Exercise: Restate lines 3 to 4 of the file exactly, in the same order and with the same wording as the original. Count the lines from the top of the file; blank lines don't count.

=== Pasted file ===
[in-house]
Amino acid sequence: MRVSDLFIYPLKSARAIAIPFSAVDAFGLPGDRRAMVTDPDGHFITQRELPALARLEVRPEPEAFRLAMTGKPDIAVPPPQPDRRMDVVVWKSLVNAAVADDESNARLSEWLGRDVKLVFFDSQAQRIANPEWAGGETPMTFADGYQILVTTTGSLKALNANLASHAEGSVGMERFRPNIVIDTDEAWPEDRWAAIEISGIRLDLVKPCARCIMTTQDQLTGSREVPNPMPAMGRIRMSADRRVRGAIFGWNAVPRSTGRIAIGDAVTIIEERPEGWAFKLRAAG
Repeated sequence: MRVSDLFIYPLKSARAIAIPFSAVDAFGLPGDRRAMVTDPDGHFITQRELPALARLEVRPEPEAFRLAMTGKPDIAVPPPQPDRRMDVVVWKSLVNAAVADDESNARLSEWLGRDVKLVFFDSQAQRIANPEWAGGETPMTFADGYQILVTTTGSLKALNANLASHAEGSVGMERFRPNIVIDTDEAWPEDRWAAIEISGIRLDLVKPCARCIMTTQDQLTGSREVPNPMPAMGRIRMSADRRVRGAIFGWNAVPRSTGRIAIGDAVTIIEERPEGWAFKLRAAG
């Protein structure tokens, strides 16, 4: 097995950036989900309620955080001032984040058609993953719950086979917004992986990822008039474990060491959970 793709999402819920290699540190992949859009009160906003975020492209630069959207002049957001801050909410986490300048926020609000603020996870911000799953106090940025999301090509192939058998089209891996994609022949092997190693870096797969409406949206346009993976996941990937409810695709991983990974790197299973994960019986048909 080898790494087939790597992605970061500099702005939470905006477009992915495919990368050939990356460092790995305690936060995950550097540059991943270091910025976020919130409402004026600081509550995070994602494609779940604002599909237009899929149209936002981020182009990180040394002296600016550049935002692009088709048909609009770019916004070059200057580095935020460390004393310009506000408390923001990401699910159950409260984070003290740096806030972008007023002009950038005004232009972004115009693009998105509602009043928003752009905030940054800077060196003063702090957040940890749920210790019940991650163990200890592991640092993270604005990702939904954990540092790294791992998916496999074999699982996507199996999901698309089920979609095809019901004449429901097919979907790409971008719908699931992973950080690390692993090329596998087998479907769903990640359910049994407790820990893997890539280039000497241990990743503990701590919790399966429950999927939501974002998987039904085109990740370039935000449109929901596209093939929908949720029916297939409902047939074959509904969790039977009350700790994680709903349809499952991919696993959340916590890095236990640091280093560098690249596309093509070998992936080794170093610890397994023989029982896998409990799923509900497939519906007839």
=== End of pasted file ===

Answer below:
Repeated sequence: MRVSDLFIYPLKSARAIAIPFSAVDAFGLPGDRRAMVTDPDGHFITQRELPALARLEVRPEPEAFRLAMTGKPDIAVPPPQPDRRMDVVVWKSLVNAAVADDESNARLSEWLGRDVKLVFFDSQAQRIANPEWAGGETPMTFADGYQILVTTTGSLKALNANLASHAEGSVGMERFRPNIVIDTDEAWPEDRWAAIEISGIRLDLVKPCARCIMTTQDQLTGSREVPNPMPAMGRIRMSADRRVRGAIFGWNAVPRSTGRIAIGDAVTIIEERPEGWAFKLRAAG
């Protein structure tokens, strides 16, 4: 097995950036989900309620955080001032984040058609993953719950086979917004992986990822008039474990060491959970 793709999402819920290699540190992949859009009160906003975020492209630069959207002049957001801050909410986490300048926020609000603020996870911000799953106090940025999301090509192939058998089209891996994609022949092997190693870096797969409406949206346009993976996941990937409810695709991983990974790197299973994960019986048909 080898790494087939790597992605970061500099702005939470905006477009992915495919990368050939990356460092790995305690936060995950550097540059991943270091910025976020919130409402004026600081509550995070994602494609779940604002599909237009899929149209936002981020182009990180040394002296600016550049935002692009088709048909609009770019916004070059200057580095935020460390004393310009506000408390923001990401699910159950409260984070003290740096806030972008007023002009950038005004232009972004115009693009998105509602009043928003752009905030940054800077060196003063702090957040940890749920210790019940991650163990200890592991640092993270604005990702939904954990540092790294791992998916496999074999699982996507199996999901698309089920979609095809019901004449429901097919979907790409971008719908699931992973950080690390692993090329596998087998479907769903990640359910049994407790820990893997890539280039000497241990990743503990701590919790399966429950999927939501974002998987039904085109990740370039935000449109929901596209093939929908949720029916297939409902047939074959509904969790039977009350700790994680709903349809499952991919696993959340916590890095236990640091280093560098690249596309093509070998992936080794170093610890397994023989029982896998409990799923509900497939519906007839």